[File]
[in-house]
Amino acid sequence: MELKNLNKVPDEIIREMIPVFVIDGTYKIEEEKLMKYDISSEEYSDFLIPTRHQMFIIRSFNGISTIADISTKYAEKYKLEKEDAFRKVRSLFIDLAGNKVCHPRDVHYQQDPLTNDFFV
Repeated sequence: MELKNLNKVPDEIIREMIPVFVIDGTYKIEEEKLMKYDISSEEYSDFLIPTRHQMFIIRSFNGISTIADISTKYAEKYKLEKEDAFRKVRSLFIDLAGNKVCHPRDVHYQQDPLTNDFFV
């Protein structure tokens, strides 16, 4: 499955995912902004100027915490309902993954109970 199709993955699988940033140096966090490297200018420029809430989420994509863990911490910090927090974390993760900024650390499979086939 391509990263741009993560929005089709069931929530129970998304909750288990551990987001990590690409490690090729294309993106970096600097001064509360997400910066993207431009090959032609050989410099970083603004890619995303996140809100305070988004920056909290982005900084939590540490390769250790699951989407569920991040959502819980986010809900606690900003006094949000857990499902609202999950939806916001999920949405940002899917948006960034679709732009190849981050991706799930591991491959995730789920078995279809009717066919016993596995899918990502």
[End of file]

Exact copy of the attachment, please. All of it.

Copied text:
[in-house]
Amino acid sequence: MELKNLNKVPDEIIREMIPVFVIDGTYKIEEEKLMKYDISSEEYSDFLIPTRHQMFIIRSFNGISTIADISTKYAEKYKLEKEDAFRKVRSLFIDLAGNKVCHPRDVHYQQDPLTNDFFV
Repeated sequence: MELKNLNKVPDEIIREMIPVFVIDGTYKIEEEKLMKYDISSEEYSDFLIPTRHQMFIIRSFNGISTIADISTKYAEKYKLEKEDAFRKVRSLFIDLAGNKVCHPRDVHYQQDPLTNDFFV
């Protein structure tokens, strides 16, 4: 499955995912902004100027915490309902993954109970 199709993955699988940033140096966090490297200018420029809430989420994509863990911490910090927090974390993760900024650390499979086939 391509990263741009993560929005089709069931929530129970998304909750288990551990987001990590690409490690090729294309993106970096600097001064509360997400910066993207431009090959032609050989410099970083603004890619995303996140809100305070988004920056909290982005900084939590540490390769250790699951989407569920991040959502819980986010809900606690900003006094949000857990499902609202999950939806916001999920949405940002899917948006960034679709732009190849981050991706799930591991491959995730789920078995279809009717066919016993596995899918990502």